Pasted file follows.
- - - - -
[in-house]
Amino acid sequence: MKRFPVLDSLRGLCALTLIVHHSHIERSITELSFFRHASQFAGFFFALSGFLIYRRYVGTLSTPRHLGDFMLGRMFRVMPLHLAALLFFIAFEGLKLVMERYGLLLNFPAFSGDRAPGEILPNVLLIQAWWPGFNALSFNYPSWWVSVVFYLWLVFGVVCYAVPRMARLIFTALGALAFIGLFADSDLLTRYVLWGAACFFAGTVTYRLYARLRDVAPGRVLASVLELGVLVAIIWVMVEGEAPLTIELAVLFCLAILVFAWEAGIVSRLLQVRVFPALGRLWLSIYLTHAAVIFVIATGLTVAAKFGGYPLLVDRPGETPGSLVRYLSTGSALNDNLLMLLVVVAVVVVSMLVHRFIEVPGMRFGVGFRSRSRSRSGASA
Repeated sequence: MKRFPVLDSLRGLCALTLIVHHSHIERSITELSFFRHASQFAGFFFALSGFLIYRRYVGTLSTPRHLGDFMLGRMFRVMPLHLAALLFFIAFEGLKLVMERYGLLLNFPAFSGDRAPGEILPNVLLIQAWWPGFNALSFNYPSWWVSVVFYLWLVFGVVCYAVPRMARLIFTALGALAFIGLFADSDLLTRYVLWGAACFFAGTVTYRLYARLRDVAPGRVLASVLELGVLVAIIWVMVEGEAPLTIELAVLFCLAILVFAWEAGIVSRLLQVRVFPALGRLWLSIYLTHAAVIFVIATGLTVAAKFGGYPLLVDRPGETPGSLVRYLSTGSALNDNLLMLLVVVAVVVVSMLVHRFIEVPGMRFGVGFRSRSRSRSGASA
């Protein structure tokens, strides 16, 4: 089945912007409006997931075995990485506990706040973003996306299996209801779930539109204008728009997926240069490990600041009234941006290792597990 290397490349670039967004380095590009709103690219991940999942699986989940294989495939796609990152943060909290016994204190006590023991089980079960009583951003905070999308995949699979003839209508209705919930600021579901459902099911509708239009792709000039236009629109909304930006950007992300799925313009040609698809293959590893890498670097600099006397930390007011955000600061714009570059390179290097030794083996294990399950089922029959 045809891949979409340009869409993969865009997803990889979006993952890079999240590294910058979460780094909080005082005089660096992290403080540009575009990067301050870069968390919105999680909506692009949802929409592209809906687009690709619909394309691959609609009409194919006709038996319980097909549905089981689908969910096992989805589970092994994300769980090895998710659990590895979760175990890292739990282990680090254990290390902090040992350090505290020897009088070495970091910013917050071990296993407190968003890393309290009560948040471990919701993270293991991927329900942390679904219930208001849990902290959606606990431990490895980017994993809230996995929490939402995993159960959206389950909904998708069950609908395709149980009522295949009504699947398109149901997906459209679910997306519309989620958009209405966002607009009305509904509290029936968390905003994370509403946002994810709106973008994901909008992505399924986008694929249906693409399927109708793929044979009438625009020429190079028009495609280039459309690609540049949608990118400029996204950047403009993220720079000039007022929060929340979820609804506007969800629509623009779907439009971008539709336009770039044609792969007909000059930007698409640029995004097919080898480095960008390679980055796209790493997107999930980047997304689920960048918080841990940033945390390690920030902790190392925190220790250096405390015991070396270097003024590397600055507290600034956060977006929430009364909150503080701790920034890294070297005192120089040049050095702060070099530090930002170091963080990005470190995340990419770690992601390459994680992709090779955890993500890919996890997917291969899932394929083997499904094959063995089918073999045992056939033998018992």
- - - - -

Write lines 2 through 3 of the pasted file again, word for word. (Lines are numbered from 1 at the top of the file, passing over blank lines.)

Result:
Amino acid sequence: MKRFPVLDSLRGLCALTLIVHHSHIERSITELSFFRHASQFAGFFFALSGFLIYRRYVGTLSTPRHLGDFMLGRMFRVMPLHLAALLFFIAFEGLKLVMERYGLLLNFPAFSGDRAPGEILPNVLLIQAWWPGFNALSFNYPSWWVSVVFYLWLVFGVVCYAVPRMARLIFTALGALAFIGLFADSDLLTRYVLWGAACFFAGTVTYRLYARLRDVAPGRVLASVLELGVLVAIIWVMVEGEAPLTIELAVLFCLAILVFAWEAGIVSRLLQVRVFPALGRLWLSIYLTHAAVIFVIATGLTVAAKFGGYPLLVDRPGETPGSLVRYLSTGSALNDNLLMLLVVVAVVVVSMLVHRFIEVPGMRFGVGFRSRSRSRSGASA
Repeated sequence: MKRFPVLDSLRGLCALTLIVHHSHIERSITELSFFRHASQFAGFFFALSGFLIYRRYVGTLSTPRHLGDFMLGRMFRVMPLHLAALLFFIAFEGLKLVMERYGLLLNFPAFSGDRAPGEILPNVLLIQAWWPGFNALSFNYPSWWVSVVFYLWLVFGVVCYAVPRMARLIFTALGALAFIGLFADSDLLTRYVLWGAACFFAGTVTYRLYARLRDVAPGRVLASVLELGVLVAIIWVMVEGEAPLTIELAVLFCLAILVFAWEAGIVSRLLQVRVFPALGRLWLSIYLTHAAVIFVIATGLTVAAKFGGYPLLVDRPGETPGSLVRYLSTGSALNDNLLMLLVVVAVVVVSMLVHRFIEVPGMRFGVGFRSRSRSRSGASA